[0007] However, it has been realised, in connection with the present invention, that dewatering of the gypsum produced may be difficult or even impossible due to the shape of the crystals produced. In accordance thereto, the present invention suggests a method of enhancing dewatering and/or rendering possible dewatering of produced crystals by changing the gypsum crystal habit. Thus, in one aspect the present invention relates to a method for enhancing dewatering of gypsum produced under oxidation, preferably being forced, conditions in gas desulfurization system, such as a flue gas desulfurization system, in which system SO2 in gas, preferably being a flue gas, is absorbed in a scrubbing liquid and neutralized with lime, such as limestone, wherein the sulfite resulting from the neutralization is oxidized to sulfate by addition of an oxidizing agent, preferably air, through one or more spargers and wherein the resulting gypsum crystal habit is modified by addition of one or more carboxylic acids, preferably citric acid, to an absorber tank where the gypsum crystal habit, in the scrubbing slurry with pH range 4-6, is changed from acicular, needle-like to bulky, columnar crystals with crystal size, preferably over 100 microns, thereby producing crystals that are easy to enrich in solids content, preferably in hydroclone underflow, and which are, preferably, finally dewatered in centrifuge, drum or belt vacuum filter.

[0008] In particular preferred embodiments the method for enhancing dewatering of gypsum produced under oxidation conditions in gas desulfurization system, comprising the steps of: absorbing system SO2 gas in a scrubbing liquid; neutralizing said scrubbing liquid with lime, wherein the sulfite resulting from the neutralization is oxidized to sulfate by addition of an oxidizing agent through one or more spargers; modifying a resulting gypsum crystal habit by adding one or more carboxylic acids to an absorber tank where the gypsum crystal habit, in the scrubbing slurry with pH range 4-6, is changed from acicular shaped crystals to bulky, columnar shaped crystals; increasing gypsum crystal concentration in scrubbing slurry using hydroclones, classifiers or thickeners; and dewatering said enriched gypsum crystals in a centrifuge, drum or belt vacuum filter.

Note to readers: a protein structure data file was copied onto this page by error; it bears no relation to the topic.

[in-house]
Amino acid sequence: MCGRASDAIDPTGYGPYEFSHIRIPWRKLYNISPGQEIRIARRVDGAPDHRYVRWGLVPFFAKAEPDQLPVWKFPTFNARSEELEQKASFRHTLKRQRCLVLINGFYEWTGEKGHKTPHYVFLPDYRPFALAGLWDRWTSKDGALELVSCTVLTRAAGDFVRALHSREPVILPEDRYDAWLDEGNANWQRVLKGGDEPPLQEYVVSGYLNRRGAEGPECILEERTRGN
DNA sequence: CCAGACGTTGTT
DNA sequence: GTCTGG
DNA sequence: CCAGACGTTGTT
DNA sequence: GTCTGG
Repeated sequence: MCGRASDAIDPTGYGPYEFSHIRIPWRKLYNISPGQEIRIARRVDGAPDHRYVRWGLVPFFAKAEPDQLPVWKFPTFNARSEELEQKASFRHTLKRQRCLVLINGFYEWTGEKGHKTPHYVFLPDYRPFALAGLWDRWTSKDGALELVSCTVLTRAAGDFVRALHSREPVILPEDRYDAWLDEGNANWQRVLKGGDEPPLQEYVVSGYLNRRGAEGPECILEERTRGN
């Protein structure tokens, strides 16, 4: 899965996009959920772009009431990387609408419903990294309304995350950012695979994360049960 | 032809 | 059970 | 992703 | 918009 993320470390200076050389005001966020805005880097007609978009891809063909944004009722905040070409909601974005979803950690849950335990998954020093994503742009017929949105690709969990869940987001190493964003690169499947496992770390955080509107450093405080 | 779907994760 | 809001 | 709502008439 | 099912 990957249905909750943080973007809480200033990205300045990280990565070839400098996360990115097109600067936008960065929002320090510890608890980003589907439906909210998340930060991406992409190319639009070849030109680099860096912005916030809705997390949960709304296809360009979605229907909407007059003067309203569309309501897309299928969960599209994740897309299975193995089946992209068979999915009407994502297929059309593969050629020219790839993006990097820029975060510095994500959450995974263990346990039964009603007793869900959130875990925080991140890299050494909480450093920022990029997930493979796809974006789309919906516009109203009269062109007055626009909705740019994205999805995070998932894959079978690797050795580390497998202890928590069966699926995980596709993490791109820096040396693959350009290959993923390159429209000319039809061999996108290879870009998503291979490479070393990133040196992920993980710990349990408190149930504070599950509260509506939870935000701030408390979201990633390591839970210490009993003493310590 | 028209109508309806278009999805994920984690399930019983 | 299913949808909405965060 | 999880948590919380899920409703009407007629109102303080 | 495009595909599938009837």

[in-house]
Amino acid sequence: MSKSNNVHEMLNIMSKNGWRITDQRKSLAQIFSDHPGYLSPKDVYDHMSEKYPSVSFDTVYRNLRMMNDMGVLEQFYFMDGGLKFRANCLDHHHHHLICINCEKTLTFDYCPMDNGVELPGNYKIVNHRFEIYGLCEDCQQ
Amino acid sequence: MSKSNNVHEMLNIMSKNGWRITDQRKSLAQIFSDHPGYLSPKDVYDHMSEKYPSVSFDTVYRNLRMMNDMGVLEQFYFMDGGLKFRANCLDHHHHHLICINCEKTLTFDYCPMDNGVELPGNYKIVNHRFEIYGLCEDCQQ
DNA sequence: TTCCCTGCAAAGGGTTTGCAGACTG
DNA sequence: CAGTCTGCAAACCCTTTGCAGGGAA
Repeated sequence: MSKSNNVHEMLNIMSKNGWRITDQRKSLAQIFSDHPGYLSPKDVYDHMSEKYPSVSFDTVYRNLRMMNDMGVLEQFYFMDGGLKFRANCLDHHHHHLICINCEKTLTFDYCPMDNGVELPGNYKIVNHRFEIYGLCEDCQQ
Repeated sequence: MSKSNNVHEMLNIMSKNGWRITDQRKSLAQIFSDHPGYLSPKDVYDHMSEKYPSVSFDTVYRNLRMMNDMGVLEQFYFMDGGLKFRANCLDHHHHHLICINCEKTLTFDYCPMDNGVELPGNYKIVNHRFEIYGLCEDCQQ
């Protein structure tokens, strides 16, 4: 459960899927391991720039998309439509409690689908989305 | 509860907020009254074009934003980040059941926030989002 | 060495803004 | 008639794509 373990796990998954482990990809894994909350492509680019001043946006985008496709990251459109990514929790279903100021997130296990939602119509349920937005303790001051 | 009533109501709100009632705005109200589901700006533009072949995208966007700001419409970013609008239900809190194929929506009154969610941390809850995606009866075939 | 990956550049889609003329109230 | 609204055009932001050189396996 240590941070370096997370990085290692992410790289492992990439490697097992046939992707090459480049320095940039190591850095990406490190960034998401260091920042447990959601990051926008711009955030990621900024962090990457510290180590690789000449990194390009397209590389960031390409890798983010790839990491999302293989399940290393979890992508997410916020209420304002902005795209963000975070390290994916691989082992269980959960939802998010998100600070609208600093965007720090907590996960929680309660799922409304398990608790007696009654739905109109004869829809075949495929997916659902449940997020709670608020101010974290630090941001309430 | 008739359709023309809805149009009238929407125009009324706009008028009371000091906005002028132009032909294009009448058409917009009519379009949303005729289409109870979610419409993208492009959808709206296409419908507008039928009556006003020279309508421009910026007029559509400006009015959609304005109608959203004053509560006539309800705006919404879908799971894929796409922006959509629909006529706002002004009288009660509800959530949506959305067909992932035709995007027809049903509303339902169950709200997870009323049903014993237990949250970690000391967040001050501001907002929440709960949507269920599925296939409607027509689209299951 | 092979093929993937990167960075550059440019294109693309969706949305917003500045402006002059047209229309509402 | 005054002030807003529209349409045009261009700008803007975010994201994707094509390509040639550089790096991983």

[0009] In another aspect the invention relates to a device for enhancing dewatering of gypsum produced under oxidation, preferably being forced, conditions in gas desulfurization system, such as a flue gas desulfurization system, in which device SO2 in gas, preferably being a flue gas, is absorbed in a scrubbing liquid and neutralized with lime, such as limestone, wherein the sulfite resulting from the neutralization is oxidized to sulfate by addition of an oxidizing agent, preferably air, through one or more sparger and wherein the resulting gypsum crystal habit is modified by addition of one or more carboxylic acids, preferably citric acid, to a absorber tank, of the device, where the gypsum crystal habit, in the scrubbing slurry with pH range 4-6, is changed from acicular, needle-like to bulky, columnar crystals with crystal size, preferably over 100 microns, thereby producing gypsum crystals that are easy to enrich in solids content, preferably in hydroclone underflow, and which are, preferably, finally dewatered in centrifuge, drum or belt vacuum filter.

[0010] In particular preferred embodiments, the device for enhancing dewatering of gypsum produced under oxidation conditions in gas desulfurization system, comprises: means for absorbing system SO2 gas in a scrubbing liquid; means for neutralizing said scrubbing liquid with lime, wherein the sulfite resulting from the neutralitzation is oxidized to sulfate by addition of an oxidizing agent through one or more spargers; means for modifying a resulting gypsum crystal habit by adding one or more carboxylic acids to a absorber tank where the gypsum crystal habit, in the scrubbing slurry with pH range 4-6, is changed from acicular shaped crystals to bulky, columnar shaped crystals; means for increasing gypsum crystal concentration in scrubbing slurry using hydroclones, classifiers or thickeners; and means for dewatering said enriched gypsum crystals in a centrifuge, drum or belt vacuum filter.